The current system used to determine Medicare payments for surgeries — called relative value units, or RVUs — poorly correlates with the actual work involved in procedures, new research from UC Davis has found.
The authors of the study, which will be published in the August issue of the Journal of Surgical Research, call for a more objective system for determining the value of work done by surgeons.
“RVUs are incredibly important to a hospital’s bottom line and for ranking the worth of physicians, but our study showed that they don’t reliably account for the complexity of surgical procedures,” said Robert Canter, senior author of the study and associate professor of surgery with UC Davis Health System. “We need a more data-driven system to accurately and realistically determine values.”
RVUs are assigned by Medicare to determine payments for physicians’ services. They are intended to reflect physician work (time, skill, training and intensity), along with practice expense (staff time, supplies and equipment). The approach has been criticized, according to Canter, because the process of assigning RVUs is highly subjective and predisposed to budgetary constraints and external influences.
The researchers set out to determine if RVUs for general surgical procedures correlate with indicators of surgical complexity, including operative time, duration of hospital stay, problems following surgery, morbidity and death rates. They used 2010 data for more than 14,000 patients in the American College of Surgeons National Surgical Quality Improvement Program database, which tracks pre-operative to 30-day post-operative quality measures and outcomes for procedures performed in hospitals throughout the country.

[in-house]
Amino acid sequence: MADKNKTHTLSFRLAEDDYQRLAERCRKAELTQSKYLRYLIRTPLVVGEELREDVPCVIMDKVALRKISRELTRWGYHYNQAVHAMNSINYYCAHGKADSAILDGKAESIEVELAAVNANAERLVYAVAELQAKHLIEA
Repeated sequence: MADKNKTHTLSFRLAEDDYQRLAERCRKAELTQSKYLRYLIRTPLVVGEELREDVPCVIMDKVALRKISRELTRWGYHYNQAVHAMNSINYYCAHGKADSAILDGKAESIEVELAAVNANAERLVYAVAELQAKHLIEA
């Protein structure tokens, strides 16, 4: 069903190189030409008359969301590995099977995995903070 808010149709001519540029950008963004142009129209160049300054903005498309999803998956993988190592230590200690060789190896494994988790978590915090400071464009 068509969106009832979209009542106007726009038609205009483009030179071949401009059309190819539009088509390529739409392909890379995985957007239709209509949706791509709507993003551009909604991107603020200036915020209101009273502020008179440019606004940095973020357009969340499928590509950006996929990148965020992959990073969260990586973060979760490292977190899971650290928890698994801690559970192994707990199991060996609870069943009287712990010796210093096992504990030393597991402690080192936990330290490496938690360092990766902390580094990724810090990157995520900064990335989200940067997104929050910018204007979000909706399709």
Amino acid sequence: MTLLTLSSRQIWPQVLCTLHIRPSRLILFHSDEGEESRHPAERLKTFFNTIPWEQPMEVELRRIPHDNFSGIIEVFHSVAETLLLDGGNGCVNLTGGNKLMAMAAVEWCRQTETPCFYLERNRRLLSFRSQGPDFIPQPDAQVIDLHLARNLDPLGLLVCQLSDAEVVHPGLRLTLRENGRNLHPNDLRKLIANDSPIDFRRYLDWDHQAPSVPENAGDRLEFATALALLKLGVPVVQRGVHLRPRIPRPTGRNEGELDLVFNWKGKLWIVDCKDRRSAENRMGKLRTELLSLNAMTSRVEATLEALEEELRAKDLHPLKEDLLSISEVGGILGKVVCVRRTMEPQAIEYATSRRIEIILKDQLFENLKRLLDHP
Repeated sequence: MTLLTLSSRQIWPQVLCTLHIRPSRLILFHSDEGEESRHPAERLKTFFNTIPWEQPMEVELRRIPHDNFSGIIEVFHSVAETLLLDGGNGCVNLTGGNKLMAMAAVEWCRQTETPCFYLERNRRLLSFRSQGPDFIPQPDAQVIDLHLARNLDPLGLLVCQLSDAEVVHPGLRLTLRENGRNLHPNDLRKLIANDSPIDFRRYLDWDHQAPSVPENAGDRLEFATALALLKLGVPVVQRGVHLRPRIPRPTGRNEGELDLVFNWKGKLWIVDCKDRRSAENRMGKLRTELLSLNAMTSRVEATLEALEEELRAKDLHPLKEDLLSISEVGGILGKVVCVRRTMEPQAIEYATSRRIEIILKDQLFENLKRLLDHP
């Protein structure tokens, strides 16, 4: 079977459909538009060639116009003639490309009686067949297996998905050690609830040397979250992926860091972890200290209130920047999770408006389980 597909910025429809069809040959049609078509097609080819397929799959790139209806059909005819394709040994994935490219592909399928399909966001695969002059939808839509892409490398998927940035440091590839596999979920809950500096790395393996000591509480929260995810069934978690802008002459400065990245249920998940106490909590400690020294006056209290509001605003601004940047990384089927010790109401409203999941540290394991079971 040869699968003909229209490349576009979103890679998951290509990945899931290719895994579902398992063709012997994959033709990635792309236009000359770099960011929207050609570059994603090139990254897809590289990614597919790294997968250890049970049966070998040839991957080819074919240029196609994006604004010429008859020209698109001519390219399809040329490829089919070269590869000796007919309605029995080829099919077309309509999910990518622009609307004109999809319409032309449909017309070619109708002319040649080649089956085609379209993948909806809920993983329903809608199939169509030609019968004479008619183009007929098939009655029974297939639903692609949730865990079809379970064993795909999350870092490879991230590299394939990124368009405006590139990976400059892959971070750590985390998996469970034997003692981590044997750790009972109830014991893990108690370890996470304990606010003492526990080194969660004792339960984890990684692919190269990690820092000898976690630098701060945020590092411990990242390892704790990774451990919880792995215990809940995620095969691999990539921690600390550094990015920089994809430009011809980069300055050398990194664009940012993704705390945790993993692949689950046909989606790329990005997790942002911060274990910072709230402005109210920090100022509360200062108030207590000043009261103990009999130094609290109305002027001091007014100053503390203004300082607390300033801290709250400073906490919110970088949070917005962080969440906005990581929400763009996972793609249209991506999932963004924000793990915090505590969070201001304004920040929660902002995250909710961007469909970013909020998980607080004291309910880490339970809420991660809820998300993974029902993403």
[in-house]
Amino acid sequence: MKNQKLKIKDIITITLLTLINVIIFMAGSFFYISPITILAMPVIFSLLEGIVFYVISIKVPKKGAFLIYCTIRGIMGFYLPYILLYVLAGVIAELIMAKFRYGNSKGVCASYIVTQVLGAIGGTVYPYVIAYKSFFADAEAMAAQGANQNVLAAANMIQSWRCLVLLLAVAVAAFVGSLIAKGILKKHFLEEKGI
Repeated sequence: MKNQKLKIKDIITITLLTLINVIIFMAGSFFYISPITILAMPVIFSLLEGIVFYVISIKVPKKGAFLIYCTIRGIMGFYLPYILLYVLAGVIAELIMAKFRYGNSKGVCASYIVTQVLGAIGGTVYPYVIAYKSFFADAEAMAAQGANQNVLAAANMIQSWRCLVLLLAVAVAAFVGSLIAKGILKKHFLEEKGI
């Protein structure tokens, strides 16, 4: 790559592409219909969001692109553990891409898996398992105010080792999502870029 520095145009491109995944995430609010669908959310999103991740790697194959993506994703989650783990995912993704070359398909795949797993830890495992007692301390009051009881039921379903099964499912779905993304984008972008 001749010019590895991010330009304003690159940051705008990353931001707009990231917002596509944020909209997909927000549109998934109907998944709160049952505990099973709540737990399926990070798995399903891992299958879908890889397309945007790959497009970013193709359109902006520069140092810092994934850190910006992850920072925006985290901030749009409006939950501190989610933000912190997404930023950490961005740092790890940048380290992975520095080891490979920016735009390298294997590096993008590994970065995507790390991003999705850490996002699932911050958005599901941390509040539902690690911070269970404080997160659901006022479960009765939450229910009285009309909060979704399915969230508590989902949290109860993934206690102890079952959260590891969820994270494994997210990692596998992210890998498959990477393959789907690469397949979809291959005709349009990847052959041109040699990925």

The team analyzed laparoscopic (minimally invasive) and open gastrointestinal surgeries, as well as hernia repairs, simple mastectomies and thyroidectomies. To avoid confounding the results with extraneous factors, the study only included cases during which a single procedure was performed and excluded patients with multiple medical problems.
Their analysis revealed wide variability between RVUs and indicators of surgical work. Overall, RVUs poorly correlated with hospital length of stay and operative time, and they only moderately correlated with morbidity and adverse events such as infection, shock, heart attack, coma or renal failure. RVUs were good predictors of operative time, length of hospital stay and adverse events, although only for more complex cases.
According to Canter, the discrepancies between RVUs and real-world indicators of surgical work are concerning because RVUs have become widespread measures of physician productivity and worth, often tallied and presented during evaluations and used as a basis for promotion and salary considerations. It is possible that the system promotes physicians gravitating toward performing less-complex, high-RVU procedures and shying away from difficult, low-RVU procedures. He suggests a more objective approach based on what actually happens in operating rooms at the patient level.
“RVUs for doctors are like a ball player’s batting average,” said Canter. “When the valuing system doesn’t reflect reality, it could lead to physician dissatisfaction and threaten optimum patient care.”
The study, titled “Relative Value Units Poorly Correlate with Measures of Surgical Effort and Complexity,” is available online at the journal’s website www.journalofsurgicalresearch.com and on ScienceDirect at http://www.sciencedirect.com/science/journal/00224804.
Other UC Davis authors were Richard Bold and Vijay Khatri. Authors Dhruvil Shah, Anthony Yang and Steve Martinez were all at UC Davis when the research was conducted.
Canter is funded by a UC Davis Paul Calabresi K12 Clinical Oncology Career Development Award.
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